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SIPBS is a major research centre in Scotland focusing on 'new medicines', 'better medicines' and 'better use of medicines'. This includes the exploration of nanoparticles and nanomedicines within the wider research agenda of bionanotechnology, in which the tools of nanotechnology are applied to solve biological problems. At SIPBS multidisciplinary approaches are also pursued to improve bioscience understanding of novel therapeutic targets with the aim of developing therapeutic interventions and the investigation, development and manufacture of drug substances and products.

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A sustainable hospitality and tourism workforce research agenda – exploring the past to create a vision for the future

Mooney, Shelagh and Baum, Tom (2019) A sustainable hospitality and tourism workforce research agenda – exploring the past to create a vision for the future. In: A Research Agenda for Tourism and Development. Research Agenda . Edward Elgar, Cheltenham.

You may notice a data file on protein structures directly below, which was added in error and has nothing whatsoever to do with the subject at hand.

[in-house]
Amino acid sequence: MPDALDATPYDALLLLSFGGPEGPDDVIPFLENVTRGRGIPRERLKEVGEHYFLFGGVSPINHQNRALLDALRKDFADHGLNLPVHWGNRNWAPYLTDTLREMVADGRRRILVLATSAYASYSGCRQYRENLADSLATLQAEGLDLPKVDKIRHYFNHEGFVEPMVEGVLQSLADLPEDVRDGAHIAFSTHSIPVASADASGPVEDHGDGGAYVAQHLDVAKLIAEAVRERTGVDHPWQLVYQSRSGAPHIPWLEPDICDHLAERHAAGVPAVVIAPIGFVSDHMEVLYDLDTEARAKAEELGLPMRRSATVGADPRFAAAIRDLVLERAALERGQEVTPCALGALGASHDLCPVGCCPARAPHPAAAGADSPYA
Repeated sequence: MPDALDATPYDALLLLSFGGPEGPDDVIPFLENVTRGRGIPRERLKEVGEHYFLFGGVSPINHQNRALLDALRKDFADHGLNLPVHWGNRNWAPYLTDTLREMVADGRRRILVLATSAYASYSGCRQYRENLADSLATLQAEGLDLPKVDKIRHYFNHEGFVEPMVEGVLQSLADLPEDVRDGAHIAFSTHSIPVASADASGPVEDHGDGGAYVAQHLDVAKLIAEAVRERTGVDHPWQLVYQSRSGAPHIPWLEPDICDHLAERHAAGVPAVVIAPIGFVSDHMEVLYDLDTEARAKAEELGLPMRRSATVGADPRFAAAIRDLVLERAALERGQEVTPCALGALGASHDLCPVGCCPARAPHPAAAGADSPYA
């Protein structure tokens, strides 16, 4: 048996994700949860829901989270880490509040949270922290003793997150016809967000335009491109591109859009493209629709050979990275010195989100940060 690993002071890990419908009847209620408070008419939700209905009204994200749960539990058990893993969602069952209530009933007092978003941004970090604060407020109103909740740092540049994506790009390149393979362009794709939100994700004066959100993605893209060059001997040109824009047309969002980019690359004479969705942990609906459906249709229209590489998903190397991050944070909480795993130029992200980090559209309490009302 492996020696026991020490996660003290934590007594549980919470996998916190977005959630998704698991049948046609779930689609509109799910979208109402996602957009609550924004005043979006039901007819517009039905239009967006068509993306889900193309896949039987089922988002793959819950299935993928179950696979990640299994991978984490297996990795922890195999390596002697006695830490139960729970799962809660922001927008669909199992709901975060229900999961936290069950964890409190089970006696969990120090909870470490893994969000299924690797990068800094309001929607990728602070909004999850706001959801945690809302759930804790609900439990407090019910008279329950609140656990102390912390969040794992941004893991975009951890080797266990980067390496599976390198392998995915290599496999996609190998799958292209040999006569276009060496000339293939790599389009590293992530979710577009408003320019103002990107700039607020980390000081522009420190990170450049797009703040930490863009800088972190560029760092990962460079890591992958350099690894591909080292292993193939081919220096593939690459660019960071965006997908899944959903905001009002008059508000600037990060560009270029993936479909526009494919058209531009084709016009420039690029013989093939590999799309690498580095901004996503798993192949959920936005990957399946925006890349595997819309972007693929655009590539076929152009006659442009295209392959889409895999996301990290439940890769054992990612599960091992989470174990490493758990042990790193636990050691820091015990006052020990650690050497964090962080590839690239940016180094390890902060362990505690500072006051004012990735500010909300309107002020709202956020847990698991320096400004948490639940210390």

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    This chapter addresses the need for a research agenda to achieve the goal of a sustainable hospitality and tourism workforce, globally. Inhospitable working conditions, as well as the exploitation of vulnerable workers, is widespread in the sector across different locations and contexts (McIntosh and Harris 2012). Yet attention paid to these issues is marginal, not only in the sustainable tourism debate (Baum 2018; Baum et al. 2016a) but in other arenas of tourism development. The neglect may be attributable to the tourism academy’s tendency to avoid contentious or unpalatable topics (Mooney et al. 2017; Ram et al. 2016, p. 201). However, it may also result from the ‘disconnect’ between separate avenues of research in tourism and hospitality institutions, namely studies which focus on the tourist experience; tourism and hospitality management; and critical management research, which explores the employment of individuals in the sector, frequently taking a ‘problematizing’ view. In the tourism management literature, the extant literature has focused on the ways individuals negotiate their working lives or how particular organizations engage with their workers (Baum 2013; Baum et al. 2016b), and the interactions between levels have been neglected. Consequently, there have been few attempts to link the plethora of employment issues in tourism and hospitality. These troubling issues include, inter alia, low pay, precarious security, poor working conditions, high labour turnover, intersectional disadvantage, occupational ghettoization and employee sexual and physical abuse that can represent modern slavery. They need to be set in a wider social, cultural and economic context as the basis for coherent policy formulation.